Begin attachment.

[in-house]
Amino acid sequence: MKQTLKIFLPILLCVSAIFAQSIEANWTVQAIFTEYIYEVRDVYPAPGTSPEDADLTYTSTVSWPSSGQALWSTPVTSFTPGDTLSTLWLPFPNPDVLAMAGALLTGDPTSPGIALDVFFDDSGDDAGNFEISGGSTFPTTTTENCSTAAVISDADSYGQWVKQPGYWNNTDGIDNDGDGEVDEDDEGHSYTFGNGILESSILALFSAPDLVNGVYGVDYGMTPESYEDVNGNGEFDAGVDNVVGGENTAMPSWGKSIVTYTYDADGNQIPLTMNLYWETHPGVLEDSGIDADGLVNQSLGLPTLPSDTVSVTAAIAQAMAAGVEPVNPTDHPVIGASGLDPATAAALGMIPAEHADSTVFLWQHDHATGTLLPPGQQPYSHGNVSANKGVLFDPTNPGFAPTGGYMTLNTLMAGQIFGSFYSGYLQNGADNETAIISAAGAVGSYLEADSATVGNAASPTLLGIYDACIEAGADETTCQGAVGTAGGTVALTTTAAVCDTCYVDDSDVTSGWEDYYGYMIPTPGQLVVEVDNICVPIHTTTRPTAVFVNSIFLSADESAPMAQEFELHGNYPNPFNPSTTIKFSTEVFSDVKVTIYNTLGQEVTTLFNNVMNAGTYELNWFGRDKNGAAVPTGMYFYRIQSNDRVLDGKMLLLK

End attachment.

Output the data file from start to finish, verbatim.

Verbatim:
[in-house]
Amino acid sequence: MKQTLKIFLPILLCVSAIFAQSIEANWTVQAIFTEYIYEVRDVYPAPGTSPEDADLTYTSTVSWPSSGQALWSTPVTSFTPGDTLSTLWLPFPNPDVLAMAGALLTGDPTSPGIALDVFFDDSGDDAGNFEISGGSTFPTTTTENCSTAAVISDADSYGQWVKQPGYWNNTDGIDNDGDGEVDEDDEGHSYTFGNGILESSILALFSAPDLVNGVYGVDYGMTPESYEDVNGNGEFDAGVDNVVGGENTAMPSWGKSIVTYTYDADGNQIPLTMNLYWETHPGVLEDSGIDADGLVNQSLGLPTLPSDTVSVTAAIAQAMAAGVEPVNPTDHPVIGASGLDPATAAALGMIPAEHADSTVFLWQHDHATGTLLPPGQQPYSHGNVSANKGVLFDPTNPGFAPTGGYMTLNTLMAGQIFGSFYSGYLQNGADNETAIISAAGAVGSYLEADSATVGNAASPTLLGIYDACIEAGADETTCQGAVGTAGGTVALTTTAAVCDTCYVDDSDVTSGWEDYYGYMIPTPGQLVVEVDNICVPIHTTTRPTAVFVNSIFLSADESAPMAQEFELHGNYPNPFNPSTTIKFSTEVFSDVKVTIYNTLGQEVTTLFNNVMNAGTYELNWFGRDKNGAAVPTGMYFYRIQSNDRVLDGKMLLLK